Shawn Kleinschmidt: A champion for communication to support farm safety

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Queensland based cropping and beef cattle farmer, Shawn Kleinschmidt is quick to admit lack of communication was a key factor in losing his right lower leg in a farming incident. Since then, he’s made a point of being the first to reach out, get on the UHF, call a mate or neighbour to ask for help when it’s needed.

Stories like Shawn’s and the lessons learned are increasingly important to share in the context of the alarming growth of farm related deaths and injuries, as highlighted in the latest Non-intentional Farm Related Incidents in Australia report by AgHealth Australia.

AgHealth Australia, with funding from AgriFutures Australia, has been leading research into deaths and injuries on farm since 2004, providing the most comprehensive evidence for awareness and prevention to enhance the safety and wellbeing of people in Australian agriculture.

From 1 January to 31 December 2022, 55 on-farm deaths were reported, in the corresponding period for 2021, there were 46 cases. For 2022, tractors and quad bike accidents were the most frequent, and males were involved in 93% of cases. There were also an additional 158 non-fatal on-farm industries reported.

Practical tips to prevent near misses 

While the 2022 statistics paint a grim picture of the risks involved in agricultural work, it’s people like Shawn who are a driving force behind farm safety messages and strategies to help prevent near misses in the future.

“I was on an old ag bike (two wheeler) in the cane field, I came around a blind corner and we didn’t see each other until it was too late,” Shawn explained.

“Ever since the accident, and to be honest, even before, communication was always front of mind. If I was hunting, I would be constantly on the phone telling the farmer where I was. The stakes were far too high if something were to go wrong.”

For Shawn, the number of tractor related incidents noted didn’t come as a surprise, he’s heard one too many stories involving workers falling asleep at the wheel so strategies to mitigate this risk are high on his agenda.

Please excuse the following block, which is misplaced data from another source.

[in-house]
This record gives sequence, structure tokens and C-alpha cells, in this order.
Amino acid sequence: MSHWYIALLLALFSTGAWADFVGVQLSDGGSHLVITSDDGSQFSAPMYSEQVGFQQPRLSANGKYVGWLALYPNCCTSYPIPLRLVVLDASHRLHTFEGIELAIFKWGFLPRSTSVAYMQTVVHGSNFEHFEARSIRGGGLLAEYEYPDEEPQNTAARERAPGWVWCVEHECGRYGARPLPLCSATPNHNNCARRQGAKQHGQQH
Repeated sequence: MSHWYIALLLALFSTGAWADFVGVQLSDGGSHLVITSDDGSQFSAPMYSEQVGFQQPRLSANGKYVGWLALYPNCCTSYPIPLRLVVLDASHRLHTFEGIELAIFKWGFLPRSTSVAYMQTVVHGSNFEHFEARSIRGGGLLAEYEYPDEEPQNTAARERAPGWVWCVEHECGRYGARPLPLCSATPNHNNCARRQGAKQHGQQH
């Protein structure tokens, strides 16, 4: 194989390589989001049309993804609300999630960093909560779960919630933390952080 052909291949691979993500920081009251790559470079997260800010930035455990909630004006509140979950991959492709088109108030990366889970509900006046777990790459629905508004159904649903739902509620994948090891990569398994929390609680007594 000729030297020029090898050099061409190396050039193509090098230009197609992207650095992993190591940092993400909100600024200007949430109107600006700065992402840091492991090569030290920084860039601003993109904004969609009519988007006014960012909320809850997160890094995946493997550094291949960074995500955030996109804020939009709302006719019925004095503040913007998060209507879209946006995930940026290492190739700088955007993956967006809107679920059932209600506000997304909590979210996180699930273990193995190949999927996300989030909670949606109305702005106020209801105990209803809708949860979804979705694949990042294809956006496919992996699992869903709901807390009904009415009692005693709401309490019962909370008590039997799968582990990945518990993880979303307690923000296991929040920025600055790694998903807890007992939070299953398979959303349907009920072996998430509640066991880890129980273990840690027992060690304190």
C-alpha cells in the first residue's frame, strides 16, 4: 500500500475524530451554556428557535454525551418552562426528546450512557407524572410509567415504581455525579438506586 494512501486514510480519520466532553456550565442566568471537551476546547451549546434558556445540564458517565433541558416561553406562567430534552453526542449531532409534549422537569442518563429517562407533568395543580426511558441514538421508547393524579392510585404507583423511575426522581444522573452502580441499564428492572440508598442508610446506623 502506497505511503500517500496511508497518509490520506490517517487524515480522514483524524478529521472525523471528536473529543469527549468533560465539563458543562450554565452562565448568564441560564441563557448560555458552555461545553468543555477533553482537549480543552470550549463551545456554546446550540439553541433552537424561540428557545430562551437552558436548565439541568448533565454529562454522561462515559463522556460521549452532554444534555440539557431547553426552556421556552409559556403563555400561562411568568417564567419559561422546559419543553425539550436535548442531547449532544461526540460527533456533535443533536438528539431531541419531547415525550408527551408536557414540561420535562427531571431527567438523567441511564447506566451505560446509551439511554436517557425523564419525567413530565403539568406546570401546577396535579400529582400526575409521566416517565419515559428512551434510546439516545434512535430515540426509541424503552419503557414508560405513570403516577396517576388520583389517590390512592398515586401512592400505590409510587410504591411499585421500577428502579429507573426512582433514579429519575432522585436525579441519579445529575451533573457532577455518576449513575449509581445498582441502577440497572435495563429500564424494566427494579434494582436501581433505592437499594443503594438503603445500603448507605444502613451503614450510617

“Fatigue management is huge, there’s so much pressure on farmers particularly at harvest when you’re doing the big hours, more incidents are likely,” Shawn said.

“Where I work, we partner people up at night, they call each other to check in and if something happens you get on the UHF. We work as a team, we stick together and watch out for each other.”

Shawn also points out getting to know your machinery can really help. “I was a tractor mechanic and grew up around tractors, but people don’t like to read manuals anymore. Knowing the ins and outs of the machine and how they work can help avoid accidents.”

Promoting new ways of working 

The statistics are overwhelmingly male dominated, and Shawn can see the gender disparity clearly. “Most of us (males) are stubborn as mules, women definitely think things through more than men. That said I also see a generational gap, in that people, like my dad, never had to deal with work health and safety (WHS) in the way we do now – but that’s a good thing.”

Shawn has had his fair share of bust ups over the years and knows that a lot of accidents happen due to being alone on farm. Losing a leg (and the expensive prosthetic) has made him rethink what he’s doing, the importance of asking for help and looking after yourself.

His message for others working in agriculture when it comes to farm safety?

“Some things you can’t avoid, and there will be situations where you don’t have an extra set of hands, but communication is key. If you have to be out on the farm by yourself, let someone know,” Shawn said.

“A simple message like ‘if you haven’t heard from me, come looking for me’ can make all the difference. There’s nothing wrong with regularly checking in and asking for help.”

Learn more about the latest statistics in the 2022 report Non-intentional Farm Related Incidents in Australia

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